Qatanna

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Qatanna
Other transcription(s)
 • Arabic قطنّه
 • Also spelled Qatanaa (official)
Qatna (unofficial)
Qatanna is located in the Palestinian territories
Qatanna
Qatanna
Location of Qatanna within the Palestinian territories
Coordinates: 31°49′54″N 35°06′32″E / 31.83167°N 35.10889°E / 31.83167; 35.10889Coordinates: 31°49′54″N 35°06′32″E / 31.83167°N 35.10889°E / 31.83167; 35.10889
Palestine grid 160/136
Governorate Jerusalem
Government
 • Type Municipality
Area
 • Jurisdiction 3,555 dunams (3.6 km2 or 1.4 sq mi)
Population (2006)
 • Jurisdiction 7,500
Name meaning "Little"[1]

Qatanna (Arabic: قطنّه‎‎) is a Palestinian town in the central West Bank part of the Jerusalem Governorate, located twelve kilometers northwest of Jerusalem. According to the Palestinian Central Bureau of Statistics, the town had a population of approximately 7,500 inhabitants in 2006.[2] Primary health care for the town is level 2.[3]

Geography and land[edit]

Qatanna has an elevation of 650 meters above sea level. Nearby towns and villages include Biddu to the east and Beit Liqya to the north.[4]

History[edit]

In the Roman and Byzantine periods, Qatanna was home to extensive settlement including agricultural institutions, roads, and many burial caves.[5]

Ottoman era[edit]

Incorporated into the Ottoman Empire in 1517 with all of Palestine, Qatanna appeared in the 1596 Ottoman tax registers as being in the Nahiya of Quds of the Liwa of Quds. It had a population of 12 households, all Muslim, and paid taxes on wheat, barley, olives, occasional revenues, goats and/or beehives.[6]

In 1863, the French explorer Victor Guérin found the village to have 250 inhabitants.[7] while an Ottoman village list of about 1870 showed that Kattane had a population of 300, in 57 houses, though the population count included men only. It was also noted that it was located north of Abu Ghosh.[8]

In 1883, the Palestine Exploration Fund's Survey of Western Palestine described it as a "small village in a deep, narrow, rocky valley, surrounded by fine groves of olives and vegetable gardens."[9]

British Mandate era[edit]

In the 1922 census of Palestine conducted by the British Mandate authorities, Qatanneh had a population 633, all Muslims.[10] In the 1931 census it was counted with Nitaf, together they had 875 Muslim inhabitants, in 233 houses.[11]

In 1945 Qatanna had a population of 1,150, all Muslims,[12] with 9,464 dunams of land, according to an official land and population survey.[13] Of this, 1,829 dunams were plantations and irrigable land, 1,603 used for cereals,[14] while 32 dunams were built-up land.[15]

1948-1967[edit]

In the wake of the 1948 Arab–Israeli War, and after the 1949 Armistice Agreements, Qatanna came under Jordanian rule. After the 1948 war, much of Qatanna´s land area was designated as "no-man's land" forming a part of the Demilitarized Zone between the armistice lines of Israeli and Jordanian territory.[4]

post 1967[edit]

After the Six-Day War in 1967, Qatanna has been under Israeli occupation. Currently, the town has a total land area of 3,555 dunams, of which 677 dunams are designated as built-up area. After the 1995 Interim Agreement on the West Bank and the Gaza Strip, civil administration of 716 dunams of Qatanna's land (including the built-up zone) was transferred to the Palestinian National Authority.[4]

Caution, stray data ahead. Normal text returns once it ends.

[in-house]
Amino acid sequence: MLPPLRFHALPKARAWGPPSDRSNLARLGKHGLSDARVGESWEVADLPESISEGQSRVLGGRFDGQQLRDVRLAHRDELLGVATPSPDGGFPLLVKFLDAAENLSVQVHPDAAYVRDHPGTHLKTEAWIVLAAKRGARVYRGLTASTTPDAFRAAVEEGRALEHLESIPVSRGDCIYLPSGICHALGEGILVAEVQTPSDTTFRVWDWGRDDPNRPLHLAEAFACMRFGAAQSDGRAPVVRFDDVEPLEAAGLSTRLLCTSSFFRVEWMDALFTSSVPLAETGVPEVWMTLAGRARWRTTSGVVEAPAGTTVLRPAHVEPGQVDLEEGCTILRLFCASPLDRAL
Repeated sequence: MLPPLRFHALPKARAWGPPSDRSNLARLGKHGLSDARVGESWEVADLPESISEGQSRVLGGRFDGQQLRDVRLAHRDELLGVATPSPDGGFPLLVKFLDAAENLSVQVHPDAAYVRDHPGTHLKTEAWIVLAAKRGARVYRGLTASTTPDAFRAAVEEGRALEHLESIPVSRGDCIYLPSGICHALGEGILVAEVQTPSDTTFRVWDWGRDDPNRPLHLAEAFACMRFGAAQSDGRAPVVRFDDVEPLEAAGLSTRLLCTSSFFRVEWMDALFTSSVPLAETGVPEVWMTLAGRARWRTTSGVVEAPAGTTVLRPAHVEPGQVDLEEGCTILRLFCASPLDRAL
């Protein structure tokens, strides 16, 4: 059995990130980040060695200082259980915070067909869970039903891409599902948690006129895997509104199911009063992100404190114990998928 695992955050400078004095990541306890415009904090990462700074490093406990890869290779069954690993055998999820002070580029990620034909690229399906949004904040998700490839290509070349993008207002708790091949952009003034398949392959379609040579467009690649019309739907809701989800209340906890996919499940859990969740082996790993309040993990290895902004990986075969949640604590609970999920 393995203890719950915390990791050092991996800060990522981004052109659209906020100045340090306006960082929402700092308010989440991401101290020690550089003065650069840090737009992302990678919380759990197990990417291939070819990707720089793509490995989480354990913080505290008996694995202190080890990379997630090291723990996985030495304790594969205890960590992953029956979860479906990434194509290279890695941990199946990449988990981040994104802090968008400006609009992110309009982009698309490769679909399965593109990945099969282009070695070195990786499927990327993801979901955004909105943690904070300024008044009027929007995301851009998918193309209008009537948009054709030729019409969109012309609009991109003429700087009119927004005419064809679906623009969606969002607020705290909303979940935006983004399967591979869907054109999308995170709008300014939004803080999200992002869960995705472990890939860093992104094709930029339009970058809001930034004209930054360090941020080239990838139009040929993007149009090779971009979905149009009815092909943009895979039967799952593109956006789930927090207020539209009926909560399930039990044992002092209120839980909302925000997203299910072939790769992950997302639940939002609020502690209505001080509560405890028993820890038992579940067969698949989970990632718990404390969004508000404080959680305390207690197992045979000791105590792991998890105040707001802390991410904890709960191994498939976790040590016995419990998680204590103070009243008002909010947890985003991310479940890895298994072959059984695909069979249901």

Qatanna contains three schools, three kindergartens, three clinics, a pharmacy and a medical center run by the Palestinian Red Crescent. There is also a sport's club and a women's center in the town. Qatanna is governed by a village council and Ramallah serves as the town's main urban provider. Four springs — al-Balad, as-Samra, an-Nimr and an-Namous — provide water for the town. The latter spring is completely isolated from the town by the Israeli West Bank barrier.[4]

Enclave[edit]

Qatanna along with Biddu, Beit Duqqu, Beit Surik, Beit 'Anan, al-Qubeiba, Beit Ijza, Kharayib Umm al Lahimand, at Tira form the "Biddu enclave". The enclave will be linked to Ramallah by underpasses and a road that is fenced on both sides. From the "Biddu enclave" Palestinians will travel along a fenced road that passes under a bypass road to Bir Nabala enclave, then on a second underpass under Bypass Road 443 to Ramallah.[16]

References[edit]

  1. ^ Palmer, 1881, p. 297
  2. ^ Projected Mid -Year Population for Jerusalem Governorate by Locality 2004- 2006 Archived February 7, 2012, at the Wayback Machine. Palestinian Central Bureau of Statistics.
  3. ^ West Bank Healthcare
  4. ^ a b c d The effects of the Israeli practices on the Palestinian village of Qatanna Applied Research Institute - Jerusalem. 22 June 2006.
  5. ^ Nagorsky, 2008, Nahal Kefira, Survey
  6. ^ Hütteroth and Abdulfattah, 1977, p. 113
  7. ^ Guérin, 1868, p. 283
  8. ^ Socin, 1879, p. 156
  9. ^ Conder and Kitchener, 1883, SWP III, p. 17
  10. ^ Barron, 1923, Table VII, Sub-district of Jerusalem, p. 15
  11. ^ Mills, 1932, p. 42
  12. ^ Department of Statistics, 1945, p. 25
  13. ^ Government of Palestine, Department of Statistics. Village Statistics, April, 1945. Quoted in Hadawi, 1970, p. 58
  14. ^ Government of Palestine, Department of Statistics. Village Statistics, April, 1945. Quoted in Hadawi, 1970, p. 104
  15. ^ Government of Palestine, Department of Statistics. Village Statistics, April, 1945. Quoted in Hadawi, 1970, p. 154
  16. ^ OCHA Archived November 12, 2005, at the Wayback Machine.

Bibliography[edit]

External links[edit]